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That looks like a test, for sure.  But anyone with a Reference capable system should handle that with ease (at cinema reference level), as they already have headroom built in due to LFE channel's specs.

 

JSS

Maybe so, but it's not common in movies to have strong 16 Hz sustained for such a long time.  At theatrical reference, it looks like that pushes 109 dB (or 111 dB, if you use 85 dBC with -20 dBFS RMS pink noise) for a long time.  That'll definitely warm up those voice coils.

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I didn't say I would do it.  I have better things to do than listen to recorded machinery (no matter how much bass) in my HT.  Now, giant robots, explosions, and a big green rage-monster using a police car as boxing gloves?  Pass the popcorn...

 

JSS

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That looks like a test, for sure.  But anyone with a Reference capable system should handle that with ease (at cinema reference level), as they already have headroom built in due to LFE channel's specs.

 

JSS

 

 

I didn't say I would do it.  I have better things to do than listen to recorded machinery (no matter how much bass) in my HT.  Now, giant robots, explosions, and a big green rage-monster using a police car as boxing gloves?  Pass the popcorn...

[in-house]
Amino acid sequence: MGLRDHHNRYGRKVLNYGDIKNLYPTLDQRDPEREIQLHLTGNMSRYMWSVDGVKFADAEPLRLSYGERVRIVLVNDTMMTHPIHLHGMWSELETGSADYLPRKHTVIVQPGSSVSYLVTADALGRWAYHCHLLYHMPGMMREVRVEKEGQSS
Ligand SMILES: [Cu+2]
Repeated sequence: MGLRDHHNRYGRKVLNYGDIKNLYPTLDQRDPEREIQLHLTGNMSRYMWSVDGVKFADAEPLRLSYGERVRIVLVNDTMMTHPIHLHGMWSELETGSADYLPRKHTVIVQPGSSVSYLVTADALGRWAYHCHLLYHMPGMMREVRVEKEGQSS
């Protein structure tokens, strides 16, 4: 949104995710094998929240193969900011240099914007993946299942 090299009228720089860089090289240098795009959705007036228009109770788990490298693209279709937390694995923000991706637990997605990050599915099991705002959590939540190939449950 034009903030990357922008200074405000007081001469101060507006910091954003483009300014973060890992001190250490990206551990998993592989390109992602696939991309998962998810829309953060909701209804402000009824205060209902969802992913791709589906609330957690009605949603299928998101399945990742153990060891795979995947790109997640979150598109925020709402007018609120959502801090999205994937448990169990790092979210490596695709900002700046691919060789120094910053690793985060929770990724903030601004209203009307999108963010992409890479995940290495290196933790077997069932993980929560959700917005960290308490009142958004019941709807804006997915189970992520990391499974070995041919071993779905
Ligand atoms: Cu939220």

JSS

 

Cinema reference level for movies, but this is self-classified as music, very much out there "experimental" (still better than Cage) music, but music none-the-less and music does not have an industry standardized reference level. Many of us use our systems for more than playing the same three or four 20 second movie clips for the hundredth time in the past seven or ten years. Music listening being a particularly popular alternative to the same ol' same ol' that Hollywood loves to put out. 

 

Such was my case here: I'd been listening to classical, ran across this oddity and played it for laughs. That proved to be a mistake. Classical music isn't like modern pop where everything's as brickwalled as last summer's blockbuster. It's mixed at quiet levels quite often to preserve the sparse dynamics. Being down 20dB, even 30dB below the typical dime a dozen Baysplosion-esque film means that to recreate the concert hall experience requires turning the volume up, way up, above normal reference levels. My volume was up, I played this track and by the time I had grabbed the remote I was already in need of a quick trip to the store to buy new lightbulbs to replace those in the next room that suffered the most from the experience.